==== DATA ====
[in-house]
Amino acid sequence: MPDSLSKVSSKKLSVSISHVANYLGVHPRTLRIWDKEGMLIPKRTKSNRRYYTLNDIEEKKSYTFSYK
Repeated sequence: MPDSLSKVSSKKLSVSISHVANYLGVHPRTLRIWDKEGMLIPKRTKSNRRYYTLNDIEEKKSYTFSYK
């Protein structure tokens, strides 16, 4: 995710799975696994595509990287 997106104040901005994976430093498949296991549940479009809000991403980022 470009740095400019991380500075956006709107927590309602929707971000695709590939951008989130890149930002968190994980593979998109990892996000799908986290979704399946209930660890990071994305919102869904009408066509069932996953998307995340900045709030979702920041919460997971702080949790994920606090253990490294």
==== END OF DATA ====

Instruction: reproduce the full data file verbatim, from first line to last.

[in-house]
Amino acid sequence: MPDSLSKVSSKKLSVSISHVANYLGVHPRTLRIWDKEGMLIPKRTKSNRRYYTLNDIEEKKSYTFSYK
Repeated sequence: MPDSLSKVSSKKLSVSISHVANYLGVHPRTLRIWDKEGMLIPKRTKSNRRYYTLNDIEEKKSYTFSYK
């Protein structure tokens, strides 16, 4: 995710799975696994595509990287 997106104040901005994976430093498949296991549940479009809000991403980022 470009740095400019991380500075956006709107927590309602929707971000695709590939951008989130890149930002968190994980593979998109990892996000799908986290979704399946209930660890990071994305919102869904009408066509069932996953998307995340900045709030979702920041919460997971702080949790994920606090253990490294």